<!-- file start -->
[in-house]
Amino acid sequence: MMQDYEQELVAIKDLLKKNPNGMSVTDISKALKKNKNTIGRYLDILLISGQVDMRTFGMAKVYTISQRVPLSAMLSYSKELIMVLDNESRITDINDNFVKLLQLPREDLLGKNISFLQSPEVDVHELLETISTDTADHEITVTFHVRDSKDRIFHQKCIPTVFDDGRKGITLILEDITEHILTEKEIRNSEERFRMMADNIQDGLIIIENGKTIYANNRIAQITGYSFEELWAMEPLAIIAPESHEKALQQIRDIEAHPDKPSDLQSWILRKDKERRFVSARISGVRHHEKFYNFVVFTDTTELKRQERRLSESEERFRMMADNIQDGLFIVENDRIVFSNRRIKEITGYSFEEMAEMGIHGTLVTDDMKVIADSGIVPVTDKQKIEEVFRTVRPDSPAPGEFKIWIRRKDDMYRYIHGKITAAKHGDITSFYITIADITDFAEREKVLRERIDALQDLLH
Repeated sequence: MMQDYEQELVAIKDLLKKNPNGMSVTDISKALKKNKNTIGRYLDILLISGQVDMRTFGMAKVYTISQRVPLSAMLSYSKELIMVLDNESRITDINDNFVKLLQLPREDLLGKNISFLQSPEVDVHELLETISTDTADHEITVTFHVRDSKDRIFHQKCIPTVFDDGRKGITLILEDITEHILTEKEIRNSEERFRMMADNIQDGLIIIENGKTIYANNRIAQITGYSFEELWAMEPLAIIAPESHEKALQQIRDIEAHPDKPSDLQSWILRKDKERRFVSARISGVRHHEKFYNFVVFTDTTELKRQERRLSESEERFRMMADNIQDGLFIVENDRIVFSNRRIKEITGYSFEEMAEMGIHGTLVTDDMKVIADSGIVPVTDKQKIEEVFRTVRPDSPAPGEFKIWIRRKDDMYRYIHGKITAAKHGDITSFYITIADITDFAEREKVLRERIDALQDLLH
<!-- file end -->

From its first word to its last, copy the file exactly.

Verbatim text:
[in-house]
Amino acid sequence: MMQDYEQELVAIKDLLKKNPNGMSVTDISKALKKNKNTIGRYLDILLISGQVDMRTFGMAKVYTISQRVPLSAMLSYSKELIMVLDNESRITDINDNFVKLLQLPREDLLGKNISFLQSPEVDVHELLETISTDTADHEITVTFHVRDSKDRIFHQKCIPTVFDDGRKGITLILEDITEHILTEKEIRNSEERFRMMADNIQDGLIIIENGKTIYANNRIAQITGYSFEELWAMEPLAIIAPESHEKALQQIRDIEAHPDKPSDLQSWILRKDKERRFVSARISGVRHHEKFYNFVVFTDTTELKRQERRLSESEERFRMMADNIQDGLFIVENDRIVFSNRRIKEITGYSFEEMAEMGIHGTLVTDDMKVIADSGIVPVTDKQKIEEVFRTVRPDSPAPGEFKIWIRRKDDMYRYIHGKITAAKHGDITSFYITIADITDFAEREKVLRERIDALQDLLH
Repeated sequence: MMQDYEQELVAIKDLLKKNPNGMSVTDISKALKKNKNTIGRYLDILLISGQVDMRTFGMAKVYTISQRVPLSAMLSYSKELIMVLDNESRITDINDNFVKLLQLPREDLLGKNISFLQSPEVDVHELLETISTDTADHEITVTFHVRDSKDRIFHQKCIPTVFDDGRKGITLILEDITEHILTEKEIRNSEERFRMMADNIQDGLIIIENGKTIYANNRIAQITGYSFEELWAMEPLAIIAPESHEKALQQIRDIEAHPDKPSDLQSWILRKDKERRFVSARISGVRHHEKFYNFVVFTDTTELKRQERRLSESEERFRMMADNIQDGLFIVENDRIVFSNRRIKEITGYSFEEMAEMGIHGTLVTDDMKVIADSGIVPVTDKQKIEEVFRTVRPDSPAPGEFKIWIRRKDDMYRYIHGKITAAKHGDITSFYITIADITDFAEREKVLRERIDALQDLLH